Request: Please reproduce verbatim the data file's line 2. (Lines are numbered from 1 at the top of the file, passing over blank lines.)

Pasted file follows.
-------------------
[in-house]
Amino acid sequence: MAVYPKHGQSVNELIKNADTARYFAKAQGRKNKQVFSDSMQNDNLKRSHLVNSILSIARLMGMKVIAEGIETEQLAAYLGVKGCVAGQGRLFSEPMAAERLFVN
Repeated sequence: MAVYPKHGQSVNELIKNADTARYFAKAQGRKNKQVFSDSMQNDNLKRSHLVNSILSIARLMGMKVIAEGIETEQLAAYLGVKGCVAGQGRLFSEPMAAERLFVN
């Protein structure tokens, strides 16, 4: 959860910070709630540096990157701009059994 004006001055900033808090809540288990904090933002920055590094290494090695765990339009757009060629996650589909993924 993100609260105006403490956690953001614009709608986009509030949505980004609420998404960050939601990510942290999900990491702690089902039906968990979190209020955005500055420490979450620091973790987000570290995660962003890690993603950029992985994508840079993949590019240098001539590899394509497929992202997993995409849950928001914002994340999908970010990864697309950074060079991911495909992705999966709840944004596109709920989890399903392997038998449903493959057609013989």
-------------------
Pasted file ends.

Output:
Amino acid sequence: MAVYPKHGQSVNELIKNADTARYFAKAQGRKNKQVFSDSMQNDNLKRSHLVNSILSIARLMGMKVIAEGIETEQLAAYLGVKGCVAGQGRLFSEPMAAERLFVN